Re: Over qualifying the sellers? - Posted by David Butler America’s Note Network
Posted by David Butler America’s Note Network on February 27, 2000 at 13:46:26:
In reading your first paragraph, it appears your thinking might be a little bit backward here. You say you are finding plenty of “motivated” sellers but no cooperative ones. By definition, motivated sellers are cooperative sellers.
However, motivation, by itself, does not insure that a deal can be made, because all sellers have needs. Most of them also have “wants”. Your objective at the outset is to try and ascertain their needs, separate the needs from the “wants”, and create possible solutions THAT WILL SATISFY THEIR NEEDS. Then you have to “sell” your solutions.
Keep in mind that a solution will rarely work unless it solves a problem for the seller. Really, sellers could care less about your needs. So, the ball is always in your court when it comes to finding solutions that give you want you want - at the same time you give the sellers what they need.
It is helpful to keep in mind that much of the time, even in desparate straits, many sellers are focused on their “wants” rather than their needs.
A lot of that is due to the fact that people tend to react emotionally rather than logically in terms of understanding what their real problem is.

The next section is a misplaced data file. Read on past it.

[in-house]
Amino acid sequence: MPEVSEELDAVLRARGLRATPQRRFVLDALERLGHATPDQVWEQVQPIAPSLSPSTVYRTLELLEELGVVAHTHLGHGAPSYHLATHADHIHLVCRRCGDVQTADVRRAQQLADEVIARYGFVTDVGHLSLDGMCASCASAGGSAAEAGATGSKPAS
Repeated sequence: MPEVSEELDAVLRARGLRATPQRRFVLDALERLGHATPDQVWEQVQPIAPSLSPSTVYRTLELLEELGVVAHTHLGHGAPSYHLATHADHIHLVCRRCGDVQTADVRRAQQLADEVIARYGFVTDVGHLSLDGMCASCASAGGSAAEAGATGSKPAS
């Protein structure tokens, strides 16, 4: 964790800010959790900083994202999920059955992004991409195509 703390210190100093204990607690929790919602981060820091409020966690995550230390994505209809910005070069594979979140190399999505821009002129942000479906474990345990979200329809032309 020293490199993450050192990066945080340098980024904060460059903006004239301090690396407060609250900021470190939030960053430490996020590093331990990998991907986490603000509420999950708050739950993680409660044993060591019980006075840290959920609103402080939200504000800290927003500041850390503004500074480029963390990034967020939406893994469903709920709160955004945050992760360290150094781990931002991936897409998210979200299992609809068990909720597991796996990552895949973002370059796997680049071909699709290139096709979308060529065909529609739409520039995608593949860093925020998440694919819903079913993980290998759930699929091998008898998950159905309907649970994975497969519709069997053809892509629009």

That is where your challenge lies. You have to find a way to build rapport to the point where you can help them identify their problem(s), and then work into educating them about the possible solutions.
You’ll be doing good if you can get to the point that you can close on one of the ten propects you bring to that point.
Depending on your local demographics and economy at a given point in time, it may take you 20 calls to get one prospect - other times it may take as many as 100 calls to get one prospect. Things change by the day, so all you can do as far as getting prospects is continue to make the calls.
A big part of your success is going to come through educating your prospects - but to make this process work for you, you can’t spend a lot of time trying to educate someone who isn’t motivated, so your first objective is to identify as quickly as possible those who are truly willing to listen to possible solutions - and then put yourself in their shoes.
By the way, a very good book on the subject is OWNER WILL CARRY, by Bill Broadbent. Bill has been doing this for about 40 years now, and he is well known and respected throughout the creative real estate industry.
Also, in addition to some good information right here on this site, you might want to click on our banner above (not American Note’s banner), and look through our library of articles on the subject of owner carrybacks.
Hope this helps, and best of luck.
David P. Butler Vice President, Broker Relations